CD Review: Various Artists – Jon Lord, Deep Purple & Friends – Celebrating Jon Lord

CD Review: Various Artists: Jon Lord, Deep Purple & Friends – Celebrating Jon Lord
earMusic and Eagle Rock Entertainment
All Access Rating: A-

Various Artists: Jon Lord, Deep Purple
& Friends - Celebrating Jon Lord
It had to take place at the Royal Albert Hall, didn't it?

After all, that was where Jon Lord and Deep Purple, in 1969, famously performed the revolutionary "Concerto for Group and Orchestra," a groundbreaking work that joined the forces of rock and classical music in a surprisingly natural and organic marriage that showed the two forms are not exactly oil and water.

Just weeks prior to his death in 2012, Lord finished his remake of the composition, a labor love for Lord and an all-consuming passion that, some years earlier, made leaving Deep Purple once and for all a little easier well, that and the fact that he'd had enough of touring.

No other setting then would do then for this extraordinary tribute to an uncommon man in Lord, as this 2014 version of the much-ballyhooed Sunflower Jam rounded up a veritable "who's who" of rock royalty for a gala all-star jam, backed by a full orchestra conducted by Paul Mann.

Cleaved into two halves, the concert, captured on a new release entitled Jon Lord, Deep Purple & Friends – Celebrating Jon Lord, offers a resounding and joyous examination of his remarkable career, in between jokes, stories and heartfelt expressions of love for the man. Two hours were reserved for a stylish, beautiful and wonderfully arranged renditions of Lord's classical music explorations, given new life by Mann and the Orion Orchestra, that comprises Jon Lord – The Composer and features three pieces from Sarabande, including a guest turn from keyboard wizard Rick Wakeman on the title track.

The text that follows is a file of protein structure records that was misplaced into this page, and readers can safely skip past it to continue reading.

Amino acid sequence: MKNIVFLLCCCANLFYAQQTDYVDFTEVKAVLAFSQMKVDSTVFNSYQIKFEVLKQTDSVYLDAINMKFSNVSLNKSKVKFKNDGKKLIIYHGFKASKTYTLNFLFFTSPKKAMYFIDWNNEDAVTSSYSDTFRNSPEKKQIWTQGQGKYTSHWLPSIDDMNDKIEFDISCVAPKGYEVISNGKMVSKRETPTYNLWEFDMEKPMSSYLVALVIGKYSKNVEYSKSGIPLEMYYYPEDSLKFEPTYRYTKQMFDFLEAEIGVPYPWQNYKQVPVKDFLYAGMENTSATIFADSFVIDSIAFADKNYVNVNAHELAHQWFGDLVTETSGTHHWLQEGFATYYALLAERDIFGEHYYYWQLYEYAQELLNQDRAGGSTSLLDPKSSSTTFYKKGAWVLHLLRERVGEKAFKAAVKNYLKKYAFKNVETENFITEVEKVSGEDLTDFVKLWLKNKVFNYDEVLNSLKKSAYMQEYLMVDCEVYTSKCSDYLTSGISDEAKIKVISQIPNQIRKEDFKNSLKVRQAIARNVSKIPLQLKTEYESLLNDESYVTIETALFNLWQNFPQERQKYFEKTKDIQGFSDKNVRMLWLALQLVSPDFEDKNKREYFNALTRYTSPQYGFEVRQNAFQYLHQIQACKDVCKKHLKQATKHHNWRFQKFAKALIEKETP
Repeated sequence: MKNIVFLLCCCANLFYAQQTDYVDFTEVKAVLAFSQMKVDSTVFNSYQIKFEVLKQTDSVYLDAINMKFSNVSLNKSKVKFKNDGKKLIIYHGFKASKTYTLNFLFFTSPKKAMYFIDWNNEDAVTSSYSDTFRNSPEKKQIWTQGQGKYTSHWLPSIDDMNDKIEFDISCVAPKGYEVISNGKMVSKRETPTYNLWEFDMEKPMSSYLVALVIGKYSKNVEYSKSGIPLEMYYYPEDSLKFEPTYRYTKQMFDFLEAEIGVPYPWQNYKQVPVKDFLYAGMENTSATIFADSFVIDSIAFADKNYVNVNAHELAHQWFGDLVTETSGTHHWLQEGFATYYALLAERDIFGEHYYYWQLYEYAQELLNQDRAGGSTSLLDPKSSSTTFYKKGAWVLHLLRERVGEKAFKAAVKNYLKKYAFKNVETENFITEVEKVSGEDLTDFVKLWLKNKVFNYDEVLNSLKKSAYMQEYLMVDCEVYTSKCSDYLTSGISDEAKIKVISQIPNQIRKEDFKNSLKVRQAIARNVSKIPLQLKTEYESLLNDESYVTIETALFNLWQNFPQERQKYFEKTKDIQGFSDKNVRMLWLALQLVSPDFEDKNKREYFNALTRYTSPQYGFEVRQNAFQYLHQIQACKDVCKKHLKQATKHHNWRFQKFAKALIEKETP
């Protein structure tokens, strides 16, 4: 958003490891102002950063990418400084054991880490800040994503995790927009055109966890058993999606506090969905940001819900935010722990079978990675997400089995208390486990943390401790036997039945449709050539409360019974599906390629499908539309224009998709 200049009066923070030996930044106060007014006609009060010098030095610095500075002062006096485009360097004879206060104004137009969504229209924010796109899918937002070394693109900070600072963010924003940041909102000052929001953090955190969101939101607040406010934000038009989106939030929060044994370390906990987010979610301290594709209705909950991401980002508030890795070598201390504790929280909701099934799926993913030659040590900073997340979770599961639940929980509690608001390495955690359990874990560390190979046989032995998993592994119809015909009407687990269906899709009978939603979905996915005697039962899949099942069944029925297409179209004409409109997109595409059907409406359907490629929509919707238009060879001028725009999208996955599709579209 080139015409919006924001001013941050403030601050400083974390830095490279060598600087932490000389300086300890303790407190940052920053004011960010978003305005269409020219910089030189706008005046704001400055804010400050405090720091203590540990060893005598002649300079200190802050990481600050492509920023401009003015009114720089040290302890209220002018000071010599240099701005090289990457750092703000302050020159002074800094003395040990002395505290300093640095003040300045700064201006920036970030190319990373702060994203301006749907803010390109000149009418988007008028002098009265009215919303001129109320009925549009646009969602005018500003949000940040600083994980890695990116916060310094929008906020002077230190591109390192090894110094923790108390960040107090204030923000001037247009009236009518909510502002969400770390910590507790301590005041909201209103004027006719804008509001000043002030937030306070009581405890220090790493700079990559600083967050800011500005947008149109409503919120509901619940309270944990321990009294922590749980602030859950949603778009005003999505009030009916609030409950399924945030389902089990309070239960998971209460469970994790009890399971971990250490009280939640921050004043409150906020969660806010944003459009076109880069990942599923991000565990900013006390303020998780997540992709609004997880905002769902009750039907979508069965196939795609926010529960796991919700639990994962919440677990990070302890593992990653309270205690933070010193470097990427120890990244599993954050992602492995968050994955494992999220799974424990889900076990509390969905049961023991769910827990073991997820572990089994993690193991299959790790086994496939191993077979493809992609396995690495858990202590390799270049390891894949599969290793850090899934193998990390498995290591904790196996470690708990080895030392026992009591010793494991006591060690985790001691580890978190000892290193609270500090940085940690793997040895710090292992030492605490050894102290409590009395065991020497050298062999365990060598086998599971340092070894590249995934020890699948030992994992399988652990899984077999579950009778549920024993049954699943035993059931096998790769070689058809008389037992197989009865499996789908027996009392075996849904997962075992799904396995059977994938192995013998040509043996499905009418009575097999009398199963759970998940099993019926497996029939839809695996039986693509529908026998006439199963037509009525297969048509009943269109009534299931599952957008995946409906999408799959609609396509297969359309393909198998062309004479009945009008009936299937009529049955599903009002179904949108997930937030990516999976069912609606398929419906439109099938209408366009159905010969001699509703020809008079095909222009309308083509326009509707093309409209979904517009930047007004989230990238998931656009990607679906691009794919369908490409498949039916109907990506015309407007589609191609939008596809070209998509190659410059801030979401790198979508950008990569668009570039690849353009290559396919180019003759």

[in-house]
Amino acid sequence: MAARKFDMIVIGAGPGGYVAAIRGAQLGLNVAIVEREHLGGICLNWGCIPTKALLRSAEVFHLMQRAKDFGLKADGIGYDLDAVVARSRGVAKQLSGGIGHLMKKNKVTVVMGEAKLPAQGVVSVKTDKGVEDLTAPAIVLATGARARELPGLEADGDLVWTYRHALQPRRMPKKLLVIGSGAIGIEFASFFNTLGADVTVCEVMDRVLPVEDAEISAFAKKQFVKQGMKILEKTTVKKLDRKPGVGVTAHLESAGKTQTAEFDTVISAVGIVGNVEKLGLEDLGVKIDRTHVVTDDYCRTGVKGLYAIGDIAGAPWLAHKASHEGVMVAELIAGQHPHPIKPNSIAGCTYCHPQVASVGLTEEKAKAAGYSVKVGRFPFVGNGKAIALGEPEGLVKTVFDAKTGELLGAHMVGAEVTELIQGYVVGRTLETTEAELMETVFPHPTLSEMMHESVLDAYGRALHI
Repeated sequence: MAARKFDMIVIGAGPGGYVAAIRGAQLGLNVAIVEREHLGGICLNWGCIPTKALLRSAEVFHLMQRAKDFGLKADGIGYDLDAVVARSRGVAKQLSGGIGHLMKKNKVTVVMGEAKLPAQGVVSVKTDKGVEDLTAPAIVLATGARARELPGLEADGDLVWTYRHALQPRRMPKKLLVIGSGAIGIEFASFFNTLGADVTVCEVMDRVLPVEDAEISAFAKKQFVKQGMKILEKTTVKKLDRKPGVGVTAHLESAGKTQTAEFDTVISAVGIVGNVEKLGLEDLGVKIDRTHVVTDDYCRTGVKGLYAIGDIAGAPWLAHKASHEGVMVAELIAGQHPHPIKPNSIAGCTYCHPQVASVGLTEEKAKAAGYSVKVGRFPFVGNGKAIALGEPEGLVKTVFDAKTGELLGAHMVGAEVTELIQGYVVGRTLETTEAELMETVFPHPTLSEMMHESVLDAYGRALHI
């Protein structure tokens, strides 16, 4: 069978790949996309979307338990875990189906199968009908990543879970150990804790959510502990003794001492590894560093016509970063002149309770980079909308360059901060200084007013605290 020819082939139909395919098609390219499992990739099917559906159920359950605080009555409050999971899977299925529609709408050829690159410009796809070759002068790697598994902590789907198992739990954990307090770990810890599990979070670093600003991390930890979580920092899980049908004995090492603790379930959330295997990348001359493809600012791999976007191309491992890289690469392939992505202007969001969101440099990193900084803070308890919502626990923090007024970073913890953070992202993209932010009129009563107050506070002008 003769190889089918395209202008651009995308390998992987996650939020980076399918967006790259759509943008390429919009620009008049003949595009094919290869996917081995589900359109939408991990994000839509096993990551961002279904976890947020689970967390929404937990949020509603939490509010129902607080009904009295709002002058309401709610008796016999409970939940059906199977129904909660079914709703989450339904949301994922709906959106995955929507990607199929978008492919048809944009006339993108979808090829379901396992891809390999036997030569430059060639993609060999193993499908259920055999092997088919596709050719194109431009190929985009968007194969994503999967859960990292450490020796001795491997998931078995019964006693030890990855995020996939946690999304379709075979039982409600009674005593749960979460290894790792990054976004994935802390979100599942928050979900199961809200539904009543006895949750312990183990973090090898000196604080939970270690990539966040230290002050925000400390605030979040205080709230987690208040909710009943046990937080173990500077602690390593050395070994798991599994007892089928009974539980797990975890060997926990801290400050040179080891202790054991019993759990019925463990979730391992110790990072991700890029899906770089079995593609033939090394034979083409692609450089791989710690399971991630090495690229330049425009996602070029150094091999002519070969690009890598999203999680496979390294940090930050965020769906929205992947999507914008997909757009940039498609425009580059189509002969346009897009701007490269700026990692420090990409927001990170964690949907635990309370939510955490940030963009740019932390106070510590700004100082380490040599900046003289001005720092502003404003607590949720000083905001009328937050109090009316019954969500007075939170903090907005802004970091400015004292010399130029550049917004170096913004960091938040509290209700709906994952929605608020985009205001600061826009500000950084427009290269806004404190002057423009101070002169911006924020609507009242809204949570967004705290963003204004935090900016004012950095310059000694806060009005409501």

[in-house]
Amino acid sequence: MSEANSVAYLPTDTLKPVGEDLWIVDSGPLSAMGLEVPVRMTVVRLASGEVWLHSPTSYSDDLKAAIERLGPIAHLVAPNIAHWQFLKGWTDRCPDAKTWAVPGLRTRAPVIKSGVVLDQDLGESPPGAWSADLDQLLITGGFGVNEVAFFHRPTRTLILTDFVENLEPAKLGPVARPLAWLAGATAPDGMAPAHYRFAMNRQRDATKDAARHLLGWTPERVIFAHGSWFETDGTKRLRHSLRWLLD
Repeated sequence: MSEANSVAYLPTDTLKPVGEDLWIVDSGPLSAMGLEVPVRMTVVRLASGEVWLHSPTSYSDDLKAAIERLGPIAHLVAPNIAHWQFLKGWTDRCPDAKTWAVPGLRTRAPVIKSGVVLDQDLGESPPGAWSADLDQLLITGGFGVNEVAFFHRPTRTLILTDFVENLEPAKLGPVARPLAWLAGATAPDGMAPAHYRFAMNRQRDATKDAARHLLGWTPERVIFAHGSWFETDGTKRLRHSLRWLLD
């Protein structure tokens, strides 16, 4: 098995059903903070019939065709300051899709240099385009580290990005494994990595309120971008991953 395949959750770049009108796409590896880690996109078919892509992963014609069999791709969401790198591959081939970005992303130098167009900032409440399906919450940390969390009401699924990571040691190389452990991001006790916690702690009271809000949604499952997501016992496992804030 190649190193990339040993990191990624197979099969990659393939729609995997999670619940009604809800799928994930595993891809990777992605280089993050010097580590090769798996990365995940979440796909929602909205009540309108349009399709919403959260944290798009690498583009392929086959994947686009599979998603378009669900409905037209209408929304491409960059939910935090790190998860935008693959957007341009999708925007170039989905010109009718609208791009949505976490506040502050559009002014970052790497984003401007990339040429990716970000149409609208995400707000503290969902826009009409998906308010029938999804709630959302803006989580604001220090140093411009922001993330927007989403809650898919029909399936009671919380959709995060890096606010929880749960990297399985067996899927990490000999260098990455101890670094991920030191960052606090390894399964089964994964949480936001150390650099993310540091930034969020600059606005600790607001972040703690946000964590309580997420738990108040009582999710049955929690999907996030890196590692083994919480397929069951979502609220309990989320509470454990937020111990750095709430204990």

And then there's the Jon Lord – The Rock Legend set, where friends, colleagues and admirers remember Lord's extraordinary contributions to popular music, starting with Paul Weller and his bouncy, sweaty, horn-swaddled revivals of R&B rousers "Things Get Better" and – with a little help from Micky Moody – "I Take What I Want," recalling Lord's time in the early '60s with The Artwoods.

Glenn Hughes comes aboard for a soulful, smoky reading of "You Keep on Moving" that simply smolders with dark sensuality, following an especially poignant version of "Soldier of Fortune," with Steve Balsamo, Sandi Thom and Moody lending vocals. Perhaps predictably, a full-throttle, fiery "Burn" sets the venerable house ablaze, as Bruce Dickinson, Ian Paice and Don Airey join Hughes and Moody let it all hang out while roaring through the Deep Purple Mark III chestnut like a freight train.

Speaking of Purple, the current incarnation of the band – Airey, Paice, Ian Gillan, Roger Glover and Steve Morse – closes things out with 45 minutes of spectacular virtuoso jams, Airey in particular relishing the opportunity to grab "Lazy" by the throat and heat that Hammond organ up until it glows red. And for a finale, Dickinson, Wakeman, Moody, Phil Campbell and Bernie Marsden return to the stage with Purple to bring the house down with an invigorating take on "Hush." Somewhere, Lord is still smiling.
– Peter Lindblad

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